High above the courtyard of the Boott Cotton Mills stands a clock tower, crowned by a street bell. The bells chimed six times each day, summoning workers to and from their machines. In the new industrial cities of America, the factory bell replaced the sun as a signal for daily tasks.
Each day the workers passed through the mill gates to a workplace where danger, noise and filth were common. Workers arriving late found locked gates and had to enter through the adjacent countinghouse. There they faced the mill agent and the penalty of docked pay or dismissal. Today the sidewalk leads to the Boott Cotton Mills Museum.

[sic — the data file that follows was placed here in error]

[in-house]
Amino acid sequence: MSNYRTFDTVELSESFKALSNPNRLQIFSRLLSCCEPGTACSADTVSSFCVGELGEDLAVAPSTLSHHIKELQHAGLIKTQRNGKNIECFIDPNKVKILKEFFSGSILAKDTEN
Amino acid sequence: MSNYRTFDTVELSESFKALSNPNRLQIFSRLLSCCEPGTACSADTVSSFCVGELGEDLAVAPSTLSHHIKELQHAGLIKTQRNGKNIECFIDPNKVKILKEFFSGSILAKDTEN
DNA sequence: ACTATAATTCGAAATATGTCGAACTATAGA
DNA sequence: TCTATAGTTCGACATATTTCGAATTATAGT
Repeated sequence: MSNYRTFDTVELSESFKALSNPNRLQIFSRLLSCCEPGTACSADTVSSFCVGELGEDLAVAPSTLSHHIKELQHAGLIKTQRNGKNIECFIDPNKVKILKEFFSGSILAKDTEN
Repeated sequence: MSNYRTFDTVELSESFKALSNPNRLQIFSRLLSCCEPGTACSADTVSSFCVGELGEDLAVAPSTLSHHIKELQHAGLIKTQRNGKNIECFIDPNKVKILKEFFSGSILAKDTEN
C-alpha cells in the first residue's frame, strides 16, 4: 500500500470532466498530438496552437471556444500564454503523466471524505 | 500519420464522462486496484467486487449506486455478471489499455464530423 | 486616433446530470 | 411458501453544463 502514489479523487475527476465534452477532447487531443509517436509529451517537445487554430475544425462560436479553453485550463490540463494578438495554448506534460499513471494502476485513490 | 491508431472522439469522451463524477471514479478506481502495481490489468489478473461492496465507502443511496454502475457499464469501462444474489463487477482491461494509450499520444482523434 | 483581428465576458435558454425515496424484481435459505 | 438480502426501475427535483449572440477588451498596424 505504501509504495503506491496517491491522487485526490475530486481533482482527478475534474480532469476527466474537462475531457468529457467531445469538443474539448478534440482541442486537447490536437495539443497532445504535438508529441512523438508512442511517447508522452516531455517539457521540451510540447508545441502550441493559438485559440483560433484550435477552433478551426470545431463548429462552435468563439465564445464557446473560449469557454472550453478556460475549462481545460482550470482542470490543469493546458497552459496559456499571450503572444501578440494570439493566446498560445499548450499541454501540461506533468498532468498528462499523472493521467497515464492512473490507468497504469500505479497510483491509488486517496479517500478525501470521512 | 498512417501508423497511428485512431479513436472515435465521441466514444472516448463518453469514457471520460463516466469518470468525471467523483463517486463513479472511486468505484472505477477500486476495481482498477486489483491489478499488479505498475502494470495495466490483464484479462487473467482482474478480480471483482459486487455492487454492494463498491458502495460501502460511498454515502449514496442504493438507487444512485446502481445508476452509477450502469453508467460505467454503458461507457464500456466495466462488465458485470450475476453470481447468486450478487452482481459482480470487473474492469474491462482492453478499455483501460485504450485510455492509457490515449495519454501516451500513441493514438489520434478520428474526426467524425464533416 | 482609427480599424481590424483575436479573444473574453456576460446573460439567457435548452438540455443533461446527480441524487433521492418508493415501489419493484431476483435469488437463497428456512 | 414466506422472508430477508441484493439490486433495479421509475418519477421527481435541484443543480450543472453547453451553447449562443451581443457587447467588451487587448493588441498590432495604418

Among the workers were children—-often from immigrant families. Pay was poor, and many families depended on children's wages for survival. Child labor laws encouraged children to obtain working papers to work in the factories.
(Inscription beside the photo on the lower left)
"Bell Time" by Winslow Homer, Harpers Weekly, 1868
(Inscription under the photo in the center)
Boott Cotton Mills spinning room, 1938
(Inscription over the photo on the right)
Workers leaving the mills, ca.1910